The fact that neither the enterprise’s demand for labour over the coming year, nor its experience of recruitment problems have any effect, could be associated with the raised age limit, since employees aged 67‒70 no longer need their employer’s approval in order to continue. Issues that employers tend to emphasise, such as demand for labour and the recruitment situation, will thereby count for less.

Characteristics of enterprises that have employees older than 70 years

Correspondingly, the analysis showed that the likelihood for a private-sector enterprise to have one or more employees older than 70 years increases in accordance with enterprise size (in terms of its number of employees), when the workforce consists mainly of traditional blue-collar occupations (craftspeople, operators, drivers or unskilled persons) rather than clerical, sales, services and caring professions, and when the enterprise is in the transport and storage industry. The same applies when the enterprise has a senior/life-stage policy and no enterprise-specific age limit. However, the demand for labour and recruitment issues had no effect on whether the enterprise had older seniors among its employees.

Leaders’ opinions about the age limits

Among the leaders interviewed, altogether 52 per cent were opposed to a statutory upper age limit for the protection against termination, 39 per cent were in favour, and 9 per cent had no opinion.

As in 2016, the uncertainty about or opposition to an upper age limit was most widespread in small enterprises (10‒36 employees) and least so in large ones, although the proportion who were against the policy had increased also in the latter group since 2016.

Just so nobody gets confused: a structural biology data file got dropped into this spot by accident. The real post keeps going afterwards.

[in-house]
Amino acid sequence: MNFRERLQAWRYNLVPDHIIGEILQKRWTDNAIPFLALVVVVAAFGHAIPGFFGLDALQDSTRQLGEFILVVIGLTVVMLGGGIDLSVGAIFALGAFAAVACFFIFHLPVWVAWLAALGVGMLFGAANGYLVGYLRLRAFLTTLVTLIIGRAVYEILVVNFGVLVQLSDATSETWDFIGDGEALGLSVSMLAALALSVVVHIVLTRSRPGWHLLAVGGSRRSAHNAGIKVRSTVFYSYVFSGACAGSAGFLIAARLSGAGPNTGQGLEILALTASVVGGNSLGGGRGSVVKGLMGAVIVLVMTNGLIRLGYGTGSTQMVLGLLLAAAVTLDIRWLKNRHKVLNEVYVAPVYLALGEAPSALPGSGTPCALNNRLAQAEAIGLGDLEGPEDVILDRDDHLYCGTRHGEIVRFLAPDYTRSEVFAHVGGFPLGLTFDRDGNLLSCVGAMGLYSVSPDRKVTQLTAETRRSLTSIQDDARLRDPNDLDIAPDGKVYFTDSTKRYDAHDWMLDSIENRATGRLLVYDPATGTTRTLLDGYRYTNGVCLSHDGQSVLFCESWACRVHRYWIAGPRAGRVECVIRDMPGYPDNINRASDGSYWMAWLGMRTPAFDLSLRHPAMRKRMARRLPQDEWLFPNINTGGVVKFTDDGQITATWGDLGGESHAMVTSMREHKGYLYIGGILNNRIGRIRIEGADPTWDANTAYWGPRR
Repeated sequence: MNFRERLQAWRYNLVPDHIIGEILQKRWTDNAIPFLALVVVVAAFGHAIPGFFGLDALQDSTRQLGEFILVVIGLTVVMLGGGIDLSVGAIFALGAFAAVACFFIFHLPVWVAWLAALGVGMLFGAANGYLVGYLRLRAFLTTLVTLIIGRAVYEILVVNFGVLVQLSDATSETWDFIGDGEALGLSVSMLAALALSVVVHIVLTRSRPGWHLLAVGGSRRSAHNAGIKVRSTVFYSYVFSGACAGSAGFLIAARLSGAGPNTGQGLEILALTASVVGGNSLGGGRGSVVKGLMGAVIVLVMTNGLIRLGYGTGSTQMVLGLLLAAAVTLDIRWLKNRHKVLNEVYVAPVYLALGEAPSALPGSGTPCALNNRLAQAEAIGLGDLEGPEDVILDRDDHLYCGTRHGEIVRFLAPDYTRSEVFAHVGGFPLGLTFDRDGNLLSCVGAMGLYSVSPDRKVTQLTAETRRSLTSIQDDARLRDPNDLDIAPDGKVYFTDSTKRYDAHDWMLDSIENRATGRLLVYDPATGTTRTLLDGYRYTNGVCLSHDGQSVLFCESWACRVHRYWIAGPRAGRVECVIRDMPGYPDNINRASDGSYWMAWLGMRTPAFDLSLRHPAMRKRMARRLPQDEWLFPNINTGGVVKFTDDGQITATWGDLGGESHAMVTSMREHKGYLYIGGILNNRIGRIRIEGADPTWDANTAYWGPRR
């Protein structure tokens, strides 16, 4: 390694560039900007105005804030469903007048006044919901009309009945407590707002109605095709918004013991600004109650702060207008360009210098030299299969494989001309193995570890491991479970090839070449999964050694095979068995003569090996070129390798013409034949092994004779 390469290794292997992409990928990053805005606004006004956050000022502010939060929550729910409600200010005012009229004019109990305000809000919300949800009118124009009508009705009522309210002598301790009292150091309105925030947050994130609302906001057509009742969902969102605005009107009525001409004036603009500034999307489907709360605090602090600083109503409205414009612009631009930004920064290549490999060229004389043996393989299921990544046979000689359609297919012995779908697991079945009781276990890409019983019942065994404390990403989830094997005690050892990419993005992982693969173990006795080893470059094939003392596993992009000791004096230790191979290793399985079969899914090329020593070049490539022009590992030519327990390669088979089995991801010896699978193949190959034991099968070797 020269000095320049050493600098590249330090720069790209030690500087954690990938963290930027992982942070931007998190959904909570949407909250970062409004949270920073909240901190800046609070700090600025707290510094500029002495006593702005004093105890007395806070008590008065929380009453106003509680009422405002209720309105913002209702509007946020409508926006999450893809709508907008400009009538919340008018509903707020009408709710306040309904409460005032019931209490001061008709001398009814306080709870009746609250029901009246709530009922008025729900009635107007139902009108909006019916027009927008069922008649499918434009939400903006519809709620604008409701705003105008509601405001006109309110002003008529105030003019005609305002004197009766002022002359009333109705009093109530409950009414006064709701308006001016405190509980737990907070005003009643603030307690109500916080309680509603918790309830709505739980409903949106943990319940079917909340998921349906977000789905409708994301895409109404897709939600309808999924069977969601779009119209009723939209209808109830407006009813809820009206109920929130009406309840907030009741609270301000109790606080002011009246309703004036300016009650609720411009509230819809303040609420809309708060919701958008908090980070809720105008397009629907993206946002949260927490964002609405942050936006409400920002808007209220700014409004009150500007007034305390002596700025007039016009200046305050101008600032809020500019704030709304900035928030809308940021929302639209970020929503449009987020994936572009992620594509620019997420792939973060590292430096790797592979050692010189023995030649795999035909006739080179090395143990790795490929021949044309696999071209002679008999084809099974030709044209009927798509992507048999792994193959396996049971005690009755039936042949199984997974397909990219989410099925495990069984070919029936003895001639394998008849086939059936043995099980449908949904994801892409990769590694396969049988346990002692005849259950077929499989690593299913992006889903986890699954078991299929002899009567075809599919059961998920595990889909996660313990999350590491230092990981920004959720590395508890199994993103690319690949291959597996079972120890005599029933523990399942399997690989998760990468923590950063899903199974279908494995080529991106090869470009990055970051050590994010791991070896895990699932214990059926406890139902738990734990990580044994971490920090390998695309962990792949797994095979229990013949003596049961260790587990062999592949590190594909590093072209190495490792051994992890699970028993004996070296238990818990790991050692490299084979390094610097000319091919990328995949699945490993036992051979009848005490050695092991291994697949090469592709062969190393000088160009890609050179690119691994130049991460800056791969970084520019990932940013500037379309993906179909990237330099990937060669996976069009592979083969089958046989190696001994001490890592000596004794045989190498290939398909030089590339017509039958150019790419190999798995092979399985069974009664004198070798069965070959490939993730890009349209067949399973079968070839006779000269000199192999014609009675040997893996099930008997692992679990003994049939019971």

The figures indicate that 52 per cent of the employees in the sample work in enterprises where the leader is in favour of an upper age limit. This is 19 percentage points less than in 2016, when this proportion was 71 per cent.

In terms of their number of employees, the call for an upper age limit is strongest among leaders in professional, scientific and technical service provision, in finance, insurance and real estate, and in retail trade, where 76 per cent, 66 per cent and 63 per cent of the leaders respectively approve of having an upper age limit. Those who called for an age limit would primarily like to set it at 70 years.

HR issues associated with the age limits

One argument that has been voiced against having an excessively high age limit or in favour of removing it altogether is the risk of an increase in the number of difficult HR issues that occur when leaders need to terminate someone against their will. However, such cases appear to occur only rarely in enterprises that relate to the upper age limit specified in the Working Environment Act. Only 4 per cent of the employees in enterprises with no enterprise-specific age limit have leaders who report to have dealt with such cases over the last five years.

Among enterprises that have an enterprise-specific age limit, this applies to 7 per cent. The likely reason is that more employees will reach the upper age limit when it is set at 70, rather than 72 years. As a result, more situations will arise when individual employees want to continue working, but are not allowed to do so. The difference must also be seen in light of the need to practise this consistently, which results in less flexibility, since all those who reach the specified age limit in principle will need to retire.

However, fewer such cases are reported now, compared to 2016. Admittedly the age limit was three years lower at the time, meaning that more employees reached the age ceiling.